Understanding the evolution of complex traits is among the major challenges in biology. One such trait is the cuticular hydrocarbon (CHC) layer in insects. It protects against desiccation and provides communication signals, especially in social insects. CHC composition is highly diverse within and across species. To understand the adaptive value of this chemical diversity, we must understand how it affects biological functionality. So far, CHCs have received ample research attention, but their physical properties were little studied. We argue that these properties determine their biological functionality, and are vital to understanding how CHC composition affects their adaptive value. We investigated melting behaviour and viscosity of CHCs from 11 ant species using differential scanning calorimetry and a novel microrheological technique. CHCs began melting below −45°C, and often were entirely liquid only above 30°C. Thus, they formed a solid–liquid mixture under ambient conditions, which contrasts to previous assumptions of entirely solid layers in many species. This may be adaptive as only biphasic CHC layers ensure uniform coating of the insect body, which is necessary for waterproofing. CHC viscosity was mostly between 0.1 and 0.2 Pa s−1, thus similar to motor oils. Surprisingly, chemically different CHC profiles had similar viscosities, suggesting that a certain viscosity level is adaptive and ensures that communication signals can be perceived. With this study, we draw attention to the importance of studying the physics of CHC layers. Only by understanding how chemical and physical mechanisms enable CHC functionality can we understand the causes and consequences of CHC diversification.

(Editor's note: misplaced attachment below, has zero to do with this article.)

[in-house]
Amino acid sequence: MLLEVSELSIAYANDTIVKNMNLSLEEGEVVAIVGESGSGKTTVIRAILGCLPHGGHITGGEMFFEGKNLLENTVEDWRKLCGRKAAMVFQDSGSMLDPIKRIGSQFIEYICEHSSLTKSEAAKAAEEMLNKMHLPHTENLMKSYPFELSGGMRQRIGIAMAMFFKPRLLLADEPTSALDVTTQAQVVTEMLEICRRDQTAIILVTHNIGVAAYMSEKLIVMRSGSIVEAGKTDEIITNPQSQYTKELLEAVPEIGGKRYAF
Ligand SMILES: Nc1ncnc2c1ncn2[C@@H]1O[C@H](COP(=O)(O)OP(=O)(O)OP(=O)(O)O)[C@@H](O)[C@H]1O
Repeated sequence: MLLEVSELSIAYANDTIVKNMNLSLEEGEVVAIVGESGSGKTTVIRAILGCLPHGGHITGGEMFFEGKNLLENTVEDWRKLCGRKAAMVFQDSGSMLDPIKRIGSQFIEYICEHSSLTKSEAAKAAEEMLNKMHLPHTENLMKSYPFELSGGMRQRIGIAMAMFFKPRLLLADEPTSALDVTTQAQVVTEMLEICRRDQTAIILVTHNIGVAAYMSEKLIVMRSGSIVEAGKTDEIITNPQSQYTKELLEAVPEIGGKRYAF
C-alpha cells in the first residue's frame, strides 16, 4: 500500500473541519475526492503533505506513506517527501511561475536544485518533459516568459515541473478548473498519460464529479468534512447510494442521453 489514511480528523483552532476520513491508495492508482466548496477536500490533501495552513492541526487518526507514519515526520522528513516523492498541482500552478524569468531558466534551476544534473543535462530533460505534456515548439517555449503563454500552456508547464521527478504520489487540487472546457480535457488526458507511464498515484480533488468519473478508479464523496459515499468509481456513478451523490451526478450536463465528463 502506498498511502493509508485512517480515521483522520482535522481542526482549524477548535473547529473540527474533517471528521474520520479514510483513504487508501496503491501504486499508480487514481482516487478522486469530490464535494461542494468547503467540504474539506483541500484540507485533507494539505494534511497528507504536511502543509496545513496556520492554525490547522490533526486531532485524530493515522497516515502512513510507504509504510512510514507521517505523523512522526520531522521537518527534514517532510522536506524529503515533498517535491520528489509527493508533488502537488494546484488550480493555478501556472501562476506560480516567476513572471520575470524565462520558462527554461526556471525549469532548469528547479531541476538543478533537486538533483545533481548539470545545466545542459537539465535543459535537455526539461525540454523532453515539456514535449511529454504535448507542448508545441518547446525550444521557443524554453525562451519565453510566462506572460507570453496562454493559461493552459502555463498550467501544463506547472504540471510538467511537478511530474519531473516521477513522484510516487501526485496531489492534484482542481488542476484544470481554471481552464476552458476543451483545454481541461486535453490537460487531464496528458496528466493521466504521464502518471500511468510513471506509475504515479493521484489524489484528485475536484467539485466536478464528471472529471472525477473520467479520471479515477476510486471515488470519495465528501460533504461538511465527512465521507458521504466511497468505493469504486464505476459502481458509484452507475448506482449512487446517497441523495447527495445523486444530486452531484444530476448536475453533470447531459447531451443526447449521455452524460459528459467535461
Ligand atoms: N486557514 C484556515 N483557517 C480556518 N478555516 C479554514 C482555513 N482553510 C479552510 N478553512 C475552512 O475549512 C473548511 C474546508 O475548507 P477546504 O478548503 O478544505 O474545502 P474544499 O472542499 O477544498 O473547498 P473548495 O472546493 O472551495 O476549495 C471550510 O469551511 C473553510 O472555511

Understanding the evolution of multifunctional traits is one of the major challenges in evolutionary biology. Traits – be they morphological, behavioural or physiological – are shaped by selection pressures arising from their function. Trait differences between species can often be traced back to ecological niche differences (Lamichhaney et al., 2014). However, many traits fulfil multiple functions at the same time. For example, mouth shapes in cichlid fishes have been selected by the species-specific feeding habits, but are also important for brood care (mouth breeding) (Brawand et al., 2014). The colour patterns in Heliconius butterflies serve as an aposematic signal against predators, but also attract mating partners (Jiggins, 2008). Such multifunctionality leads to multiple, potentially conflicting selection pressures, which makes the evolution of such traits especially complex and intriguing.